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Dress Codes for Law Firms

Attorneys Appearing in Court

Back in the day, formal dress codes were pretty much universally accepted at white-collar jobs; the dress code is, in fact, the origin of the term, as workers in these careers would wear white-collared dress shirts. There’s been a dramatic shift since the mad man days of the 60s and the economic post-war boom; today, dress codes haven fallen out of favour. There are a few reasons that this might be the case; we’ll explore them, and try to determine what role dress codes should have in your law firm.

One of the reasons that dress codes have fallen out of favour is the rise of Silicon Valley. Tech companies, arguably the biggest players in our economy, were often started by young graduates or drop-outs, who weren’t particularly interested in dress codes themselves. As these companies expanded, they wanted to appeal to other young creatives who felt suits were too stuffy; the result was an extremely lax dress code, where even t-shirts were acceptable. In order to attract bright young minds, other companies, including those on Wall Street, have begun to relax their dress codel.

Our new conception of gender equality is another reason we’ve seen dress codes rapidly shift. There’s always been two sets of dress codes: one for men and the other for women. As society begins to reconsider gender in a myriad of ways, we see more women who aren’t interested in the “dress and high heels” look, and more people who don’t identify as either men or women. A desire for gender equality means that companies are more reluctant to impose stringent dress codes on any gender, lest they be accused of playing favoritism, or giving more preference to a particular type of gender expression.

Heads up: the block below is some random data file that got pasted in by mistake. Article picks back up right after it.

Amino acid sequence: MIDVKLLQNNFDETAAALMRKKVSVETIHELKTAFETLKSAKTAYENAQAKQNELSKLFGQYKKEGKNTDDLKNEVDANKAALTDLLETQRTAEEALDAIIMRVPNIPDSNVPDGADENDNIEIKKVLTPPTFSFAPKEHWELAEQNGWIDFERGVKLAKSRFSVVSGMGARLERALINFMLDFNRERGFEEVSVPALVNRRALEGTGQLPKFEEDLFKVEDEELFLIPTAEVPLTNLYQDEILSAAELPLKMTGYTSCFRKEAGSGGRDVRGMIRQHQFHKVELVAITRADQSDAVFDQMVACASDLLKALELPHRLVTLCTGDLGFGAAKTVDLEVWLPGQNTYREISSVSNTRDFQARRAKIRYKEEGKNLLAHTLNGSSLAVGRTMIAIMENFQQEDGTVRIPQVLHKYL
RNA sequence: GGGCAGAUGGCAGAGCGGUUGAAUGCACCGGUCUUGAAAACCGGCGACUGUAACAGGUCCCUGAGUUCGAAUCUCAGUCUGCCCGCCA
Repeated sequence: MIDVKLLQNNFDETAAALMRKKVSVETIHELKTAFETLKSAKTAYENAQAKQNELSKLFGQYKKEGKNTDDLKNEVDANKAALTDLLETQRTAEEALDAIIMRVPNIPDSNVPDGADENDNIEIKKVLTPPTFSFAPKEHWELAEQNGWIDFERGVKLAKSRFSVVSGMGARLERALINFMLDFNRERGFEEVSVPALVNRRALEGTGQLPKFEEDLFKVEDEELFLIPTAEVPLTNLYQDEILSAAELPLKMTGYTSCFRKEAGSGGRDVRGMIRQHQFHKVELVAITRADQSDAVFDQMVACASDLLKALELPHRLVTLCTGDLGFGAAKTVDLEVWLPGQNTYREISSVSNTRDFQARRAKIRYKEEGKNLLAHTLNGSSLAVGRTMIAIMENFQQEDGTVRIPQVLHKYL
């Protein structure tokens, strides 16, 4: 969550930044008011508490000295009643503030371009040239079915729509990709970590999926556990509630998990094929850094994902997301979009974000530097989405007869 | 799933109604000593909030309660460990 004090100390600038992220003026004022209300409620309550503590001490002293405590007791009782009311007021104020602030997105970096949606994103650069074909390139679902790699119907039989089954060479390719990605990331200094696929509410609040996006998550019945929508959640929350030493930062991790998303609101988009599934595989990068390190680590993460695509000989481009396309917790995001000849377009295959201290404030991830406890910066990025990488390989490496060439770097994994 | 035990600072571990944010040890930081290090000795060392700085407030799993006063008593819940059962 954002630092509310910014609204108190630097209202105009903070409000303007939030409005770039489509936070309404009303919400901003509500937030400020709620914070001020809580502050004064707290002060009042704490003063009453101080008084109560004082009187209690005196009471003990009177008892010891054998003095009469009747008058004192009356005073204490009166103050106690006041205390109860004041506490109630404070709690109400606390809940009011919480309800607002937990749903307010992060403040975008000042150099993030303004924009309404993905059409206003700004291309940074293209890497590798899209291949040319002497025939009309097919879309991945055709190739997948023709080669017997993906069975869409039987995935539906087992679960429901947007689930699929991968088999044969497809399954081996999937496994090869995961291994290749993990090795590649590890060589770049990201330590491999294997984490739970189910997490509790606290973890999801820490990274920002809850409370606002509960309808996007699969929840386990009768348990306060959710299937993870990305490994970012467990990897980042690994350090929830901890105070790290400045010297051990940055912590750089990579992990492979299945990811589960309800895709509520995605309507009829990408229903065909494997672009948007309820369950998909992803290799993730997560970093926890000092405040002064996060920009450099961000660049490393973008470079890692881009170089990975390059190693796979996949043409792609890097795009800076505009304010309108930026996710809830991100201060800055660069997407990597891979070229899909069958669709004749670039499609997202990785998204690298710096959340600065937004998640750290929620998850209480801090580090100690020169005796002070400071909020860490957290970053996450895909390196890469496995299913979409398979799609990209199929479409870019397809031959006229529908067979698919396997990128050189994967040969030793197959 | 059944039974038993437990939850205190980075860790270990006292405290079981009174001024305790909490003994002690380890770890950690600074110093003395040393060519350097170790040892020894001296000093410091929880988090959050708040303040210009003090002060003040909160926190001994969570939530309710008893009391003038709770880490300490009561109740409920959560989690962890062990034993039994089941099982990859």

When getting into the weeds about a topic like dress codes, it’s worth evaluating why they were implemented in the first place. Though it’s impossible to reliably trace the origin of dress codes, it’s fair to say that they’ve been used in order to create a kind of corporate identity, and to reinforce a brand. When clients walk into your law firm, what do you want them to think of you? The answer is probably different for you than it is for a tech company; rather than an air of casual creativity, you might want to present self-assured, respectable competence. Formality, then, can be quite useful for a client facing firm.

What to do about dress codes, then? Talk to the members of your firm, and tell them you want a formal look; not necessarily suits and ties for men and dresses and heels for ladies, but a look of quiet confidence and sophistication. The idea of vague guidelines can be a bit daunting, but problems can be solved with a simple conversation with your associates and employees; if you feel what they are wearing doesn’t match up with how you want to present your firm, tell them.

Here at Attorneys on Demand, we don’t just provide quasi-philosophical advice about the nature of dress codes; we provide local counsel services for firms who need representation at courthouses they’re unfamiliar with.